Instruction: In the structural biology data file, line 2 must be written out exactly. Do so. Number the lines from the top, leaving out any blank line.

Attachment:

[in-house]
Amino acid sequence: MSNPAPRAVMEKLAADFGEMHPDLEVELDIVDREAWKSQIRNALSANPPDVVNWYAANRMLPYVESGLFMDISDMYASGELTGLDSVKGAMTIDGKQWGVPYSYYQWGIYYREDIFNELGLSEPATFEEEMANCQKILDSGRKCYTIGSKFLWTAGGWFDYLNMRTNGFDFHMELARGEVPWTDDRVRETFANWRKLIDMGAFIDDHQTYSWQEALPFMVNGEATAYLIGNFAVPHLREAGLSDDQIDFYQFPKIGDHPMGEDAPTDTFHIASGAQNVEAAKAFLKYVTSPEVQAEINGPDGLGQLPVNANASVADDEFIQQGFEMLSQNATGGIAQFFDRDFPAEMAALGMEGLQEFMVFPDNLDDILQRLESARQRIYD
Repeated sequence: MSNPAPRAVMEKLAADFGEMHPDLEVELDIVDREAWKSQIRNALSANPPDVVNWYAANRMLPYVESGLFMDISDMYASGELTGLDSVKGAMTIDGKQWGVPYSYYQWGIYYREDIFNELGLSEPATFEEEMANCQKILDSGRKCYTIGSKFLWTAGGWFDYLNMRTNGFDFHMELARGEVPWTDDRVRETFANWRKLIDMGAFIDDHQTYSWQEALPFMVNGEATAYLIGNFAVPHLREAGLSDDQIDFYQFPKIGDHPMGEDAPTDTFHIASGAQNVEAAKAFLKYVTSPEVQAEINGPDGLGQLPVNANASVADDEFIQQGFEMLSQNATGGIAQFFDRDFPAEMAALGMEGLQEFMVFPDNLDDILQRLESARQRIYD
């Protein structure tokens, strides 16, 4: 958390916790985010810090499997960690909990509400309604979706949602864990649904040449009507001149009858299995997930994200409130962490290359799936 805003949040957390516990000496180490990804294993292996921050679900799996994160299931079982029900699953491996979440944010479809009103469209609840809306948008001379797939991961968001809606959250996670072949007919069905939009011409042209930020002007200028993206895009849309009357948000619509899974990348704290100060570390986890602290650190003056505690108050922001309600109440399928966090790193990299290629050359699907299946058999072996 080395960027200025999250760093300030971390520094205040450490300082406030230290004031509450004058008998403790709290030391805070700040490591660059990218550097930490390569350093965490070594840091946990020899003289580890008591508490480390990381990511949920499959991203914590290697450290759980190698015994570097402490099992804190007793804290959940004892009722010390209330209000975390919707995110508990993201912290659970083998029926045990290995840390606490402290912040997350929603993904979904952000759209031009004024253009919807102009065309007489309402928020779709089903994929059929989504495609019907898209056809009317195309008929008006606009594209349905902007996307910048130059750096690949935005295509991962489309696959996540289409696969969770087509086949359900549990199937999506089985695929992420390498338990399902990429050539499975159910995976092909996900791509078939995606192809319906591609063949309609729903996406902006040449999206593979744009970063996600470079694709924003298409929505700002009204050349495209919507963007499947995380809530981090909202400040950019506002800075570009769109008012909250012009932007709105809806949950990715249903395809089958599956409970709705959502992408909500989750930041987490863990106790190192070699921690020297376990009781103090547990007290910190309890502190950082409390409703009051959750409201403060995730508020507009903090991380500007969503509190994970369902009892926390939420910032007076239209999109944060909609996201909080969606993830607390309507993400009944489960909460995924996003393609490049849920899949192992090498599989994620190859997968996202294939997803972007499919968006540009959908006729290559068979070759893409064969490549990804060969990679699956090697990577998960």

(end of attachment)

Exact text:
Amino acid sequence: MSNPAPRAVMEKLAADFGEMHPDLEVELDIVDREAWKSQIRNALSANPPDVVNWYAANRMLPYVESGLFMDISDMYASGELTGLDSVKGAMTIDGKQWGVPYSYYQWGIYYREDIFNELGLSEPATFEEEMANCQKILDSGRKCYTIGSKFLWTAGGWFDYLNMRTNGFDFHMELARGEVPWTDDRVRETFANWRKLIDMGAFIDDHQTYSWQEALPFMVNGEATAYLIGNFAVPHLREAGLSDDQIDFYQFPKIGDHPMGEDAPTDTFHIASGAQNVEAAKAFLKYVTSPEVQAEINGPDGLGQLPVNANASVADDEFIQQGFEMLSQNATGGIAQFFDRDFPAEMAALGMEGLQEFMVFPDNLDDILQRLESARQRIYD